VidCon: Experts Offer 5 Tips for Crowdfunding Success
Successful YouTube crowdfunders offer cost-saving perks, reveal a detailed budget and other advice.
ANAHEIM, Calif. – Although multiple projects with Hollywood roots have recently made headlines by hopping on the crowdfunding bandwagon, the online community has been at the game for a while now. A panel of experts assembled at VidCon on Saturday afternoon to share strategies on how they have consistently conducted successful crowdfunding campaigns, even without the benefit of industry pedigrees.
1. Leverage your biggest fans and let them donate first.
Like a startup company embarking on a round of Series A financing, alerting the most engaged segment of your following to your upcoming campaign and inviting them to an exclusive initial giving round will help to prime the rest of the donations. “It validates the campaign by the time the public gets it,” said ApprenticeA Productions president Corey Vidal, who successfully raised $201,989 on Indiegogo in two weeks in January to make Vlogumentary, an upcoming documentary feature on YouTube’s most famous vloggers. (Watch the trailer below.)
2. Consider your perks carefully.
Know your donor audience, and tailor your offerings to what they would want. “People love it when you name something after them,” said Jenni Powell, a producer at Pemberley Digital, whose two $1,000 offers to become characters in its web series Return to Sanditon were quickly snapped up by backers this spring. “It’s personal, and they feel like they have a piece of the ownership.” And, of course, perks that are intangible -- like a digital copy of the project -- also save on production and shipping costs.
3. Be specific about how you’ll spend the money.
Indie game developer Lab Zero was hit with immediate backlash when news leaked in February that it was planning to ask fans to donate $150,000 to add a single new character to its cult hit Skullgirls. But when the campaign actually launched, Lab Zero provided a detailed budget that included line items from staff salaries to quality assurance testing. The project hit its goal in 22 hours. A month later, the campaign closed with more than $800,000, enough to fund five new characters for the game.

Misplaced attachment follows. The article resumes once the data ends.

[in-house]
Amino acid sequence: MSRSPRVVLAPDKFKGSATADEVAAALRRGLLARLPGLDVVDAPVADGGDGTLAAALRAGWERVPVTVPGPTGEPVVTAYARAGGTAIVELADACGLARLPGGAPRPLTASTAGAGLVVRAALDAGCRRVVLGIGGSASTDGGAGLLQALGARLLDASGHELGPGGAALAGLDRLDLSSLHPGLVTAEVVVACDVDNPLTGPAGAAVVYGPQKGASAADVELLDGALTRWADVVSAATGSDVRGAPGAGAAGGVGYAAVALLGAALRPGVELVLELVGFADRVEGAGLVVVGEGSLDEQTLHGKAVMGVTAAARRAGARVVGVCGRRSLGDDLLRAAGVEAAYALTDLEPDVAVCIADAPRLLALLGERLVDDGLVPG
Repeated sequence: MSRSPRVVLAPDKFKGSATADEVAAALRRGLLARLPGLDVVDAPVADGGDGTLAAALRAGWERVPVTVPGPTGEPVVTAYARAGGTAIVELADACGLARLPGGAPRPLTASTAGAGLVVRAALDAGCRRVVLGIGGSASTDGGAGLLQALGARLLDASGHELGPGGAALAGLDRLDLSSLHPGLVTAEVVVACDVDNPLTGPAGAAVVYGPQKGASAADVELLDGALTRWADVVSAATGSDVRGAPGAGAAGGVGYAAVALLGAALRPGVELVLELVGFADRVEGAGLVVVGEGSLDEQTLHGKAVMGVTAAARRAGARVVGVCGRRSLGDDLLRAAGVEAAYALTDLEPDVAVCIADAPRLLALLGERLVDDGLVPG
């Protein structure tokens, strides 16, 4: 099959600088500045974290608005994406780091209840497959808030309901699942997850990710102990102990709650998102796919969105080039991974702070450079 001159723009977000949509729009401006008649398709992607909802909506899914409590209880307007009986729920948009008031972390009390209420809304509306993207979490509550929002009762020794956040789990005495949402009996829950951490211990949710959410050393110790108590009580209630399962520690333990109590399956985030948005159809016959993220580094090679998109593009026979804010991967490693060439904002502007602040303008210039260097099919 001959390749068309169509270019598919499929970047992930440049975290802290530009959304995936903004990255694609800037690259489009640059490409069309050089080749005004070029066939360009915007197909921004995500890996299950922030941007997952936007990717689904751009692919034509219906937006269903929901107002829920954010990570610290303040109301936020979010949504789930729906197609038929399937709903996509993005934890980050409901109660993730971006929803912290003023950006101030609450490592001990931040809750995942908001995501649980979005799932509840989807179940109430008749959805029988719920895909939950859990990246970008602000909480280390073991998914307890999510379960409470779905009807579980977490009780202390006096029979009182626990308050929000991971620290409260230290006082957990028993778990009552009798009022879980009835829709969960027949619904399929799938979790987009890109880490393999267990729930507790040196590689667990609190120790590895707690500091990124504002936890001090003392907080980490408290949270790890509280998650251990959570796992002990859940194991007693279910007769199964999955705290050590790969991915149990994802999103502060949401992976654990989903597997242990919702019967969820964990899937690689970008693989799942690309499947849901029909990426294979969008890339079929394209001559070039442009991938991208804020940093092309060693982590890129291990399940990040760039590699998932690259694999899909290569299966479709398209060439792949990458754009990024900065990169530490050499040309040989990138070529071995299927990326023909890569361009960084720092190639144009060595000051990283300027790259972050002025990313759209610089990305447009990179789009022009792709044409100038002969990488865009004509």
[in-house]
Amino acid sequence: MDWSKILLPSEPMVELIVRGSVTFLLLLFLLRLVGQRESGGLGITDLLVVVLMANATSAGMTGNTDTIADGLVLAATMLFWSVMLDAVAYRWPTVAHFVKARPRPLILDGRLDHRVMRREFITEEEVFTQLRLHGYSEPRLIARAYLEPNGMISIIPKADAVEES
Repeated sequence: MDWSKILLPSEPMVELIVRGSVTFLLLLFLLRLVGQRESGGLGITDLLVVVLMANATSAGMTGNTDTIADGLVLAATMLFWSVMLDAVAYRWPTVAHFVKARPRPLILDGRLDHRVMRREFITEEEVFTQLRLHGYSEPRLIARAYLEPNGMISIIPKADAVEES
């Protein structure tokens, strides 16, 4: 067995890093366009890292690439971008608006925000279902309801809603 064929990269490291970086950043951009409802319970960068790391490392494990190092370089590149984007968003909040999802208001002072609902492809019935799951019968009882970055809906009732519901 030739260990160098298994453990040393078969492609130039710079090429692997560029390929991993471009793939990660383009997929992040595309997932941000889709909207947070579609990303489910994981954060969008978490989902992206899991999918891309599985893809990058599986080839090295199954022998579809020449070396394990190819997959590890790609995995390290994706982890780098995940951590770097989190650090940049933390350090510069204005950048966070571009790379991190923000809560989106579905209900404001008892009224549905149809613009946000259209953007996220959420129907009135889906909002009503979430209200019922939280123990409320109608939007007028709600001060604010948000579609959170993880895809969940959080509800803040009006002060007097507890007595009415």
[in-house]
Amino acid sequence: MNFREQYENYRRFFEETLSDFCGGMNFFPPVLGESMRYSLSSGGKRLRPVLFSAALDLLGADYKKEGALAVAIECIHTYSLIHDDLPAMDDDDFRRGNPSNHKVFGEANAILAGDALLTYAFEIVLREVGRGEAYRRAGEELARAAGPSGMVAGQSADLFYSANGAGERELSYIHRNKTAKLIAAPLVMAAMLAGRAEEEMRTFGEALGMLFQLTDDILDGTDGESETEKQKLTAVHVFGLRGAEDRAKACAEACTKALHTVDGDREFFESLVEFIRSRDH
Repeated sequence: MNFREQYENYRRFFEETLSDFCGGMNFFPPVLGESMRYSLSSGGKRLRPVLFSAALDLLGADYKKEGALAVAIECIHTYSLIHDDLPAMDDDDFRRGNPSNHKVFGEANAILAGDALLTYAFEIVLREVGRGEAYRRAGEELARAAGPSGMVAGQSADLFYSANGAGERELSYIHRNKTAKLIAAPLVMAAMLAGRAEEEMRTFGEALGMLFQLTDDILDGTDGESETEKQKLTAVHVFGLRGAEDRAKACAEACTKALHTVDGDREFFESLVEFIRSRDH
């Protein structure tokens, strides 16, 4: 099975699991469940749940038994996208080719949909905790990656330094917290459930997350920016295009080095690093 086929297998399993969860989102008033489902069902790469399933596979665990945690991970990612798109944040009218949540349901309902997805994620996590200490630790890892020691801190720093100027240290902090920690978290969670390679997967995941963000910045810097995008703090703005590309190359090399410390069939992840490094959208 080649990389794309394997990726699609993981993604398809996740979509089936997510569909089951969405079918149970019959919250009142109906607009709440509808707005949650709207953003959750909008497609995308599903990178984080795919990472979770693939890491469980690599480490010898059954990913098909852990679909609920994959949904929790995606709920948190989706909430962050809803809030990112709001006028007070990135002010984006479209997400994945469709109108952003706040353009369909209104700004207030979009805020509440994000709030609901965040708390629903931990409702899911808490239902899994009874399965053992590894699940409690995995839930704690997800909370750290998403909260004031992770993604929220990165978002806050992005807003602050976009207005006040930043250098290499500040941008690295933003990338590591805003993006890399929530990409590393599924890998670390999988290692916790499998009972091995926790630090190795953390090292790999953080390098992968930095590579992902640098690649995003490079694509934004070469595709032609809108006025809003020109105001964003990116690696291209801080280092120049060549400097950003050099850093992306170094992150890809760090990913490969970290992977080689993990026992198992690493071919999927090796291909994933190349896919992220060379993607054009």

4. Be genuine but not desperate.
“It’s not like I’m asking for money as a favor, to make my car payment,” Vidal says. “Don’t donate if you don’t believe [in the project].” Adds John Vaskis, gaming lead at Indiegogo: “Crowdfunding isn’t panhandling. If you show that this is something you really want to do, the crowd will feel that.”
5. Be prepared for the best case scenario.
As Skullgirls’ pledges grew, Lab Zero continued to promise more characters and other downloadable game content when the campaign reached certain “stretch goal” milestones. Pemberley Digital had asked for $60,000 to produce DVDs for its Jane Austen web series adaptation The Lizzie Bennet Diaries and help fund its spinoff, Return to Sanditon. It reached that goal in three hours and was on its way to $100,000 a day later. “That’s when managers and agents started calling,” Powell told The Hollywood Reporter. “They thought this was just a little web thing [for their actor clients], but now there’s all this money.” Pemberley ended its monthlong campaign with $460,000 -- 771% above goal -- in April, but Powell and her fellow producers are still working out how to distribute the excess revenue among the cast and crew. “When your audience gives you donations, what are the rules for paying those donations to actors?” Powell said. “When this whole thing is done, I’m going to sit down with SAG-AFTRA and literally the rules will form based on how this goes, which is crazy.”
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